In 2019, SWV partnered with Salt-N-Pepa for the BET reality show Ladies Night. Today, SWV is still dabbling in TV and performing with fellow generational legends.
Tionne “T-Boz” Watkins and Lisa “Left Eye” Lopes started the group TLC in the 90s, grabbing Rozonda “Chili” Thomas to join them as they went on to have nine top ten hits on Billboard. The 90s granted them accolades, Grammys, awards, and legend status, being the first R&B group to receive the Million certification from the Recording Industry Association of Japan.
In 1999, the group was preparing for the Millennium and released the album FanMail. “No Scrubs” instantly became a worldwide sensation, helping their album gosix-time Platinum. “UnPretty” was the next release off the album and shot straight to number one, being the group’s fourth chart-topping single.
As the first years of the 2000s passed, TLC released the singles “Dear Lie”, “Girl Talk,” and “Hands Up.” However, they did not replicate earlier success. To compound matters, Lopes feuded with fellow members and decided to focus on her solo career. While TLC continued to make appearances, nothing seemed resolved by the time of the untimely death of Lopez in 2002. The group decided they would retire after the release of their latest album, 3D.
TLC is still on the radio on the reunion circuit. They toured with New Kids on the Block, I Love the 90s: The Party Continues Tour, and Whole Lotta Hits Tour, co-headlining with Nelly. In addition, TLC embarked on a Celebration of CrazySexyCool tour in honor of the 25th anniversary of the CrazySexyCool album.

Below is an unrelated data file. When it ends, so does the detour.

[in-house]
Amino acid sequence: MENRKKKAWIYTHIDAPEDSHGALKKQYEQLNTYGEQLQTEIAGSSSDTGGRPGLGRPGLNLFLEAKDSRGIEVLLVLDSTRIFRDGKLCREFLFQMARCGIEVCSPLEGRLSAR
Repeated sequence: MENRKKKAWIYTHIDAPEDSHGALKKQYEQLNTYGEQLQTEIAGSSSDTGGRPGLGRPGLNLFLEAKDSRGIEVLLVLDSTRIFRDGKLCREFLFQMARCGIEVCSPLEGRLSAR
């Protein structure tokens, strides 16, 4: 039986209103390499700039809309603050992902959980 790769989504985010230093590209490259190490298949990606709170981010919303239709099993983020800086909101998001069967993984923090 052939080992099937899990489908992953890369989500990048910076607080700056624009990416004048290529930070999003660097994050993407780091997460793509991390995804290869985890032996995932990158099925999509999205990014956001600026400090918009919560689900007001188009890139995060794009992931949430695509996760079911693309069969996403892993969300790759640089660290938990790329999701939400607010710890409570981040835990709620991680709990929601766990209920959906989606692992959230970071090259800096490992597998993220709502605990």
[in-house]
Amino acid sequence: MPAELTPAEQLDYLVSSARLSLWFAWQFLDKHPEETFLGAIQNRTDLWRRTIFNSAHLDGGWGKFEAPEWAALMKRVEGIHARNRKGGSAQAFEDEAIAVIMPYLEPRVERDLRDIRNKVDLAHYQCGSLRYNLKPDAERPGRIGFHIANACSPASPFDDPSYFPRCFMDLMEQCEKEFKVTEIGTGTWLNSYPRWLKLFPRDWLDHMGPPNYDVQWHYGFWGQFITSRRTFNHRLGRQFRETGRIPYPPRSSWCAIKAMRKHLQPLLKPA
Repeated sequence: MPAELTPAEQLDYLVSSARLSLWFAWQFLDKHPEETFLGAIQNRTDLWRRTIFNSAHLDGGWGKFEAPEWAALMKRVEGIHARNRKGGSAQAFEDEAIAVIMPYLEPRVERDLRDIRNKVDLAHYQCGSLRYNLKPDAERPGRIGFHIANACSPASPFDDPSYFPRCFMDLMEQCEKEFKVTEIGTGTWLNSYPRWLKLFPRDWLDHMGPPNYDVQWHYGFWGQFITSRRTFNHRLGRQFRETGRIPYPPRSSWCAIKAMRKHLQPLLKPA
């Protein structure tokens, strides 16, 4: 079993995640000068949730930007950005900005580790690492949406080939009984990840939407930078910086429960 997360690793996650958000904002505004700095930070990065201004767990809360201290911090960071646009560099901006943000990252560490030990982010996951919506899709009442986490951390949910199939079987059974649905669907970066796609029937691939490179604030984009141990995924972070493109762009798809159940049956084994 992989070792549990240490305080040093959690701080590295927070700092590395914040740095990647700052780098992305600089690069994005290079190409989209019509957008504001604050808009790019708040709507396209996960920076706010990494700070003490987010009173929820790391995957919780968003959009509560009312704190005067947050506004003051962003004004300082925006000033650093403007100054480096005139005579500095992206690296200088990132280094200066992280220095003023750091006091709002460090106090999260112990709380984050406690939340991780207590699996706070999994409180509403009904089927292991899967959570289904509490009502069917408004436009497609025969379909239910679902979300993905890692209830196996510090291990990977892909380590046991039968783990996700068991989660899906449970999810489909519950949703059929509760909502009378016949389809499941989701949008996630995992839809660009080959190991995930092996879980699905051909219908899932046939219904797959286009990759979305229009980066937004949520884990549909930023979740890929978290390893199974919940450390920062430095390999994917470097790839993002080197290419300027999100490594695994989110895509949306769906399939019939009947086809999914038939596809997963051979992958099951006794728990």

9. Destiny’s Child
Girl’s Tyme was established in 1990 as a quartet made up of Beyoncé Knowles, Kelly Rowland, LaTavia Roberson, and LeToya Luckett. Following a name change when being signed to Columbia Records, the group transformed into Destiny’s Child.
The 90s iteration produced many hits, but by 2000, Robertson and Luckett left due to a dispute with their management team. Michelle Williams and Farrah Franklin became the new half of DC, but Franklin quit after only a few short months.
As a strong trio in the 2000s, Destiny’s Child released their third album, Survivor, in 2001. The album featured hits, like “Survivor” and “Bootylicious.” A year later, Destiny’s Child announced that its members were going to pursue solo careers. As the solo thing was working out better for some than others, in 2004, the group released their final album, Destiny Fulfilled, which included hits Soldier and Lose My Breath. The trio officially disbanded in 2006 with no animosity.
Today, Beyoncé Knowles is one of the top-selling solo artists in the world. As a group, Destiny’s Child sold more than 60 million albums, and they remain a popular group that have been ranked as one of the greatest trios of all time.
Best Black Female Singing Groups of the 2000s, Final Thoughts
The 2000s brought a lot of unapologetic Black female artists. These talented singing groups had their share of success and turmoil but their songs hit the ears and hearts of millions.
They inspired and empowered women of all ages to stand up and raise their voices. As these Black female singing groups of the 2000s lived their dreams, they influenced a new generation, like Lizzo, H.E.R, Nicki Minaj, Megan Thee Stallion, and Normani.